Beni Shogun Fuji apple is one of my favorite fresh eating apples. Because Fuji needs a long growing season, and I live west of the Cascades where long summers rarely vacation, I was in search of a sport of Fuji that was better suited for cooler climates. I found Beni Shogun Fuji and I’m happy to report old Beni is a champ, weathering our cool growing season admirably. The apples were glowing red and firm as an unripe pear. A few weeks in the fridge and they mellowed into juicy little sugar bombs.
Bramley’s Seedling apple is handsdown my favorite baking apple. It’s a tree that says stand back, I’m ready to grow some great cooking apples and plenty of them–such a very heavy producer, that Bramley’s Seedling usually requires support stakes to keep the overloaded limbs from breaking. Apples are big, firm, crisp and flavorful–tart for sure, and perfect for cooking or eating fresh though on the uber-tart side.
Cameo apple had me at hello. I was willing to take a chance on this apple, not sure how well it would grow in Western Washington. You should be able to find Cameo in your produce section, so give it a try. It is a juicy, crisp fresh eating apple suitable simply for dessert. Normally cameos are more red than yellow; perhaps their light blush is in response to my fondness toward them.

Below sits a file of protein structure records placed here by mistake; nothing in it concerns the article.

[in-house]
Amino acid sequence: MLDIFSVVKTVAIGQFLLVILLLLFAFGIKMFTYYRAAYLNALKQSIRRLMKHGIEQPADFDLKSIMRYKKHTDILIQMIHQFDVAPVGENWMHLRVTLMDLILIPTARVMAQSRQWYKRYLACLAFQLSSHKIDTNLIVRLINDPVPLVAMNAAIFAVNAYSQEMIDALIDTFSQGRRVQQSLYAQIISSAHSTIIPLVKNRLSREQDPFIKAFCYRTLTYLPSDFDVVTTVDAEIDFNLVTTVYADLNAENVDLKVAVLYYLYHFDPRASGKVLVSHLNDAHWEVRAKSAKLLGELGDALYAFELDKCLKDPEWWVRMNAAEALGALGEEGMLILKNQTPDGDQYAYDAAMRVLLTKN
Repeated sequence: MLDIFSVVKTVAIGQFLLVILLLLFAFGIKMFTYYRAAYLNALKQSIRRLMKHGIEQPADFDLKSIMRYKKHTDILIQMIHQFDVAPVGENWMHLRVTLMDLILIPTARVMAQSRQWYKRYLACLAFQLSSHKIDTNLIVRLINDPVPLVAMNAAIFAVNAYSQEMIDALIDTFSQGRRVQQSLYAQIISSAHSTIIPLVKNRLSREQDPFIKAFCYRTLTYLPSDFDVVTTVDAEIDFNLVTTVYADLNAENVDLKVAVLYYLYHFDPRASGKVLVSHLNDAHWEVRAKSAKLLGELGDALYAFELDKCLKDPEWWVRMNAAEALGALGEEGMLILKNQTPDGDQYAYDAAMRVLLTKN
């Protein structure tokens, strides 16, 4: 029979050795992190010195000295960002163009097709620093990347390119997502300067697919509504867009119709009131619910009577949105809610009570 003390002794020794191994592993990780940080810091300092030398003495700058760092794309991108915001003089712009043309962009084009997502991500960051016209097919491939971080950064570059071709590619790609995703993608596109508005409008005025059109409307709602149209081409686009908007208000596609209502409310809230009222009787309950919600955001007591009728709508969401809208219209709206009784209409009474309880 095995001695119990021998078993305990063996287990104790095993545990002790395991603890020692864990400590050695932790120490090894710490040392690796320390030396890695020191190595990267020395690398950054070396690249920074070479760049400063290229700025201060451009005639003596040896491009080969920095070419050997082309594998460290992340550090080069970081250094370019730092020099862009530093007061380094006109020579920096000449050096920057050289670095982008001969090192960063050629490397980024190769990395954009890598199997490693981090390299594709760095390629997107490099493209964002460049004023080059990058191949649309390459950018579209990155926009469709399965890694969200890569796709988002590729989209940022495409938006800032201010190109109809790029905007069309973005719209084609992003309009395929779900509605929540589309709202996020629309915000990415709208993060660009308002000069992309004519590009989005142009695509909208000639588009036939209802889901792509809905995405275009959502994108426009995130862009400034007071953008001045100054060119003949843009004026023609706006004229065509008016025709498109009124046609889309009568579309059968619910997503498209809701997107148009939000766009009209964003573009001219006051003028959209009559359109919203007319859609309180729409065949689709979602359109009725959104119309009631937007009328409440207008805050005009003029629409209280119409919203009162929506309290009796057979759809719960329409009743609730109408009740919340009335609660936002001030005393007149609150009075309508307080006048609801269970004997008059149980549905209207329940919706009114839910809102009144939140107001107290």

Esopus Spitzenberg apple is often known as the preferred apple of Thomas Jefferson. After its first harvest, I’d have to concur it is very good and I look forward to next year’s crop when the tree has had time to mature. It’s a very firm apple that rewards you with more flavor and depth if left to mellow in a cool place for a week or two.
Jonagold apple is an amazingly good apple in my orchard. In fact, if I could only plant a couple apple trees, Jonagold would top the list. As a cross between a Gold Delicious and Jonathan, it brings a lot of flavor to the table. It is super sweet but finishes off with a very nice tartness. Fresh eating or cooking up a storm, this is my prize pick for best apple this year. More from WSU extension.
York is one of those apples that tastes like it has a history (and it does). Discovered in 1830 in York, Pennsylvania, the apple enjoys a subtle flavor and appealing, firm texture. While not overly sweet, York is an apple I could eat everyday, whether or not it actually did keep the doctor away. Big and lop-sided usually, it’s also a very good baking apple.
That’s about it for now, but I have a couple other newly planted varieties I’ll be reporting on later.